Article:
After another close call, the Chicago Bears are 3-0 with their second straight road game on the horizon, as they'll travel to Detroit for a key NFC North game.
While the Green Bay Packers were—and probably still are—considered to be the favorites in the NFC North division this year, it is the Bears and the Lions who sit on top. Chicago currently has a one-game lead on the Lions, but that could change on Sunday if the Bears don't play better than they have in the last two weeks.
It might be too early to call any game a "must win," but every divisional game should be considered extremely important. Even if the Bears don't end up winning the NFC North, they need as many NFC wins as possible to get an edge in seeding for the playoffs.
Here are a few things you need to know about the Bears and their opponents entering Week 4.
Charles Tillman isn't what he was in 2012
Perhaps the biggest thing the Bears had going for them when they faced the Lions last year was that they had one of the best cornerbacks in the league defending Calvin Johnson. However, Tillman simply hasn't been the same player this year.
There are a variety of reasons for this. He struggled with cramps in Week 1 and was beaten for one catch of over 40 yards and a short touchdown reception, then drew a long pass-interference penalty on third down. In Week 2 he hurt his knee, which seemed to affect him in Week 3 as he struggled with the Steelers' quick wide receivers.
Tillman was questionable heading into the game against Pittsburgh and may have been better off not playing. He wasn't able to finish the game and struggled when he was in.
Injuries are part of the league and haven't seemed to bug Tillman much in the past, but he's 32 years old now. The shelf life for NFL cornerbacks differs, but it's possible the Bears' star is nearing his end.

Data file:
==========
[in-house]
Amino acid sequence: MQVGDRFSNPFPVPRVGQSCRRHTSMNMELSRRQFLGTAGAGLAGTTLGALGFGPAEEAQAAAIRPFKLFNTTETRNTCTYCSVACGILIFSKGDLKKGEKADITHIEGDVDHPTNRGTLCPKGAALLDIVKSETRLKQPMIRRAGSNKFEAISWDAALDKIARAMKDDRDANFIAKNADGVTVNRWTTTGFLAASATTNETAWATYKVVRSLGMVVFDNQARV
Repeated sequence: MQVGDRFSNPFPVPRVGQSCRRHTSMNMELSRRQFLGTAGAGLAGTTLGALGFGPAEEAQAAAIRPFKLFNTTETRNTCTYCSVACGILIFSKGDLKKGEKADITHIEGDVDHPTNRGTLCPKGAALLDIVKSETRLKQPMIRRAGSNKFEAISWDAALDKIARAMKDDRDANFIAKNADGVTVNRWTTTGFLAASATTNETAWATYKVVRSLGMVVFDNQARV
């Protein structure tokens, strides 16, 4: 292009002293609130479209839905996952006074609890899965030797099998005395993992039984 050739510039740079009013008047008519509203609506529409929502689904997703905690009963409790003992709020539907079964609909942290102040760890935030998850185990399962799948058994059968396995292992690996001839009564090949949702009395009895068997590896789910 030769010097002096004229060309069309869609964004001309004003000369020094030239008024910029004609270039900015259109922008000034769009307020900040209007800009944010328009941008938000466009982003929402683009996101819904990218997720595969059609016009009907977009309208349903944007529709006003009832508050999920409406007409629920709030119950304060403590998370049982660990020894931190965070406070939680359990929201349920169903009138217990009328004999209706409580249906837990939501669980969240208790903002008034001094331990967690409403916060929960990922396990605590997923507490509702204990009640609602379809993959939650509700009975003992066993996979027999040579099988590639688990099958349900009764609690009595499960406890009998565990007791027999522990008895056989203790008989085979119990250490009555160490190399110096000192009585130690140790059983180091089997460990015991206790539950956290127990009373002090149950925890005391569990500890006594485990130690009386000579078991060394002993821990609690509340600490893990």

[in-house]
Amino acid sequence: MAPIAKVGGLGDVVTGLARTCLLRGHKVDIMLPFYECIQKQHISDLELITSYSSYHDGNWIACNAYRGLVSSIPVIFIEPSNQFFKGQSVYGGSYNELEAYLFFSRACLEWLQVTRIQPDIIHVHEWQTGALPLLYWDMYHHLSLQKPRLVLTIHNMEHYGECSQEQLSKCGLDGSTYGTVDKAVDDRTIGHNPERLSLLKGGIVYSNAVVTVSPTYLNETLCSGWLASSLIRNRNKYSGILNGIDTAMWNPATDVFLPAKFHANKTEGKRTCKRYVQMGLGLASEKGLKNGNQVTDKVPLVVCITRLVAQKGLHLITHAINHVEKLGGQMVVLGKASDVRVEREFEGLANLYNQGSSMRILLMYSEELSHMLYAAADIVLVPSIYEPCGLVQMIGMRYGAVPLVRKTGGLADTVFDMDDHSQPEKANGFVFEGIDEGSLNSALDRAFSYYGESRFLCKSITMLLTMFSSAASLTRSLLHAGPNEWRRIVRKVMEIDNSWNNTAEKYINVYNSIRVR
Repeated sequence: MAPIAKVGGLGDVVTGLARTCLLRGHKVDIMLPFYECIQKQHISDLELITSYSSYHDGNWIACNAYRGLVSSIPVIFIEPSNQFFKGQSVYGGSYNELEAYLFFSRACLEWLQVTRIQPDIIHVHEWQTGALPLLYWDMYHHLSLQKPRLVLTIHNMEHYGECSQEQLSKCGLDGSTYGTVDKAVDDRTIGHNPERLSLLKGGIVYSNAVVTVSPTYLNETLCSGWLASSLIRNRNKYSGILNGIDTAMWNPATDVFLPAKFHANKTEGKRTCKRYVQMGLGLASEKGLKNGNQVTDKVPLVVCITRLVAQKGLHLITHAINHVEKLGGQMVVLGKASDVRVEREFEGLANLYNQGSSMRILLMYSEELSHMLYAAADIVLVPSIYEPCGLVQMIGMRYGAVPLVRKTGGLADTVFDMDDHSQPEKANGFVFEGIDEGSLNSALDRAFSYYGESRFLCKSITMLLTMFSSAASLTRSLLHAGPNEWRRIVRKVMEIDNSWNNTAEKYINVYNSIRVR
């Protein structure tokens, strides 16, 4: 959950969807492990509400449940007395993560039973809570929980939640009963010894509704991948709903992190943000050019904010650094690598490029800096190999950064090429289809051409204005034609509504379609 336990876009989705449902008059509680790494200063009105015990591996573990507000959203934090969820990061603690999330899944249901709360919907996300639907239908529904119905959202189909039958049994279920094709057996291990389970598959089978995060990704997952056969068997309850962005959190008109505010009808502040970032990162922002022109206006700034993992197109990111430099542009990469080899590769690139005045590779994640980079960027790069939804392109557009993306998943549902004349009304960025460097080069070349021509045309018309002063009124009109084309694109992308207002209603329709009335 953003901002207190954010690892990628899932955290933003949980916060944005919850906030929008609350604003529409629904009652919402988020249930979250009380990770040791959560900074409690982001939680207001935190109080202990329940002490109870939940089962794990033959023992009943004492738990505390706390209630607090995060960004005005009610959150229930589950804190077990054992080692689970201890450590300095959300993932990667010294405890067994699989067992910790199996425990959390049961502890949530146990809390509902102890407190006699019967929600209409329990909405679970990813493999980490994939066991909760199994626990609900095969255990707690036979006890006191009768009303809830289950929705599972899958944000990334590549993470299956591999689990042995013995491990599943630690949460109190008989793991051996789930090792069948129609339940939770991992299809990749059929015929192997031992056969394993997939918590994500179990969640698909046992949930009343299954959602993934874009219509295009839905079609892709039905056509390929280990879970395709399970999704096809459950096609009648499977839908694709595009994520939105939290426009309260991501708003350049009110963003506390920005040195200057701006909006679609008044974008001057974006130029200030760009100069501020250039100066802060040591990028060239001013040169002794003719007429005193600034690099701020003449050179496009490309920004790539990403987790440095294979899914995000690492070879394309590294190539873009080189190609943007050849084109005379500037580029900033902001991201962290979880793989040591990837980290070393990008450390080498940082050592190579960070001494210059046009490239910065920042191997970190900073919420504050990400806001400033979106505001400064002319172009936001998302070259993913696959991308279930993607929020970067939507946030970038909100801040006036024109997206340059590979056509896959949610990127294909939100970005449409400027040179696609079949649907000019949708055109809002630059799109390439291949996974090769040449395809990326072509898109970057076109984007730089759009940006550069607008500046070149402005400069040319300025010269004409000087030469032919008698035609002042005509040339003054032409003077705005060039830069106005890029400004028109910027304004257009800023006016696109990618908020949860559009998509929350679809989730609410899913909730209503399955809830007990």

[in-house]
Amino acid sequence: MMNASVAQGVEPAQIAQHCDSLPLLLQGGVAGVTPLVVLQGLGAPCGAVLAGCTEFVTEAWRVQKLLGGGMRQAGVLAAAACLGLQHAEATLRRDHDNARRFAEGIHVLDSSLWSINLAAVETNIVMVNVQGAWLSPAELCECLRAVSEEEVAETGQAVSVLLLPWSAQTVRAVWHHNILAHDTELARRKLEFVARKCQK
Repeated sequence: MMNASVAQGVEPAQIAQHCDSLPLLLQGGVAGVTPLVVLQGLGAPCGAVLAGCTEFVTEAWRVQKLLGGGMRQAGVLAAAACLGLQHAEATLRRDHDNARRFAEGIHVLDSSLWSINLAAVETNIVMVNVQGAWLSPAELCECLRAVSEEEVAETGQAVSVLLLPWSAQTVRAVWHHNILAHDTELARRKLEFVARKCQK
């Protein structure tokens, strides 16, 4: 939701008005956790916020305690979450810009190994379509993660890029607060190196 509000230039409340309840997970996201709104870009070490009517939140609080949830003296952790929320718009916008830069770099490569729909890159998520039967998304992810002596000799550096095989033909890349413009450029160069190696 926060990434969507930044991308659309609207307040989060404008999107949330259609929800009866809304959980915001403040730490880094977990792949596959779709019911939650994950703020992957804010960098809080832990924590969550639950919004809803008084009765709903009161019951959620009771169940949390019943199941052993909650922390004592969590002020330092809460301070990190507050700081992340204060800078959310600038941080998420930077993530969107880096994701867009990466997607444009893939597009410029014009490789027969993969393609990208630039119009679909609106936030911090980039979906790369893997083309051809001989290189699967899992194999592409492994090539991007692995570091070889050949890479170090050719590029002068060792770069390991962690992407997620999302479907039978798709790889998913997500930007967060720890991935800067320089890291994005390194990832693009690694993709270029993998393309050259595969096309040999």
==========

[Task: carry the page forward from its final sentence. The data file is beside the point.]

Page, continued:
Regardless of his long-term future, the Bears need him to be at his best when he goes against Johnson on Sunday.
Johnson has almost certainly heard about how Tillman shut him down last year—holding him to eight catches for 106 yards in two games—and he'll want to show he can win the matchup this time.
Johnson has had back-to-back 100-yard games and could be in line for another if the Bears don't give Tillman help.
These aren't the 2012 Lions
After an 10-win 2011 campaign, the 2012 Lions fell well short of expectations by winning just four games. The 2013 version seems to be much closer to the 2011 team, as they're already halfway to last year's win total.
While they're still not anywhere near one of the best defensive units, they've actually been stingier than the Bears so far this year. Detroit has been giving up 23 points per game—compared to the 24.7 for the Bears—and have forced seven turnovers, including five interceptions.
Detroit has gotten an instant impact from rookie defensive end Ziggy Ansah, who already has 2.5 sacks. Make no mistake: The Lions defense starts in the middle, where they have two stud defensive tackles in Ndamukong Suh and Nick Fairley.
Defensively, they're very similar to the Vikings. Their success is predicated on putting pressure on the passer since they're not very strong in the secondary.
The Lions are giving up an average passer rating of just 70.8 so far this year, the eighth-best rate in the league per NFL.com.
Offensively, we're seeing a lot more patience from the Lions, particularly from quarterback Matthew Stafford.
No quarterback has gotten rid of the ball faster than Stafford this season. According to Pro Football Focus (subscription required), Stafford has averaged a league-low 2.18 seconds before attempting to pass. He's gotten rid of the ball in under 2.5 seconds on 74.4 percent of his attempts, by far the highest rate in the league, as Cincinnati's Andy Dalton is second at 67.2 percent.
That means the Bears aren't likely to get a lot of pressure on Stafford unless they get a big lead and he's forced to hold onto the ball longer.
As you see in the screen shot below from Pro Football Focus (subscription required), Stafford has attempted just nine passes which traveled over 20 yards in the air this season: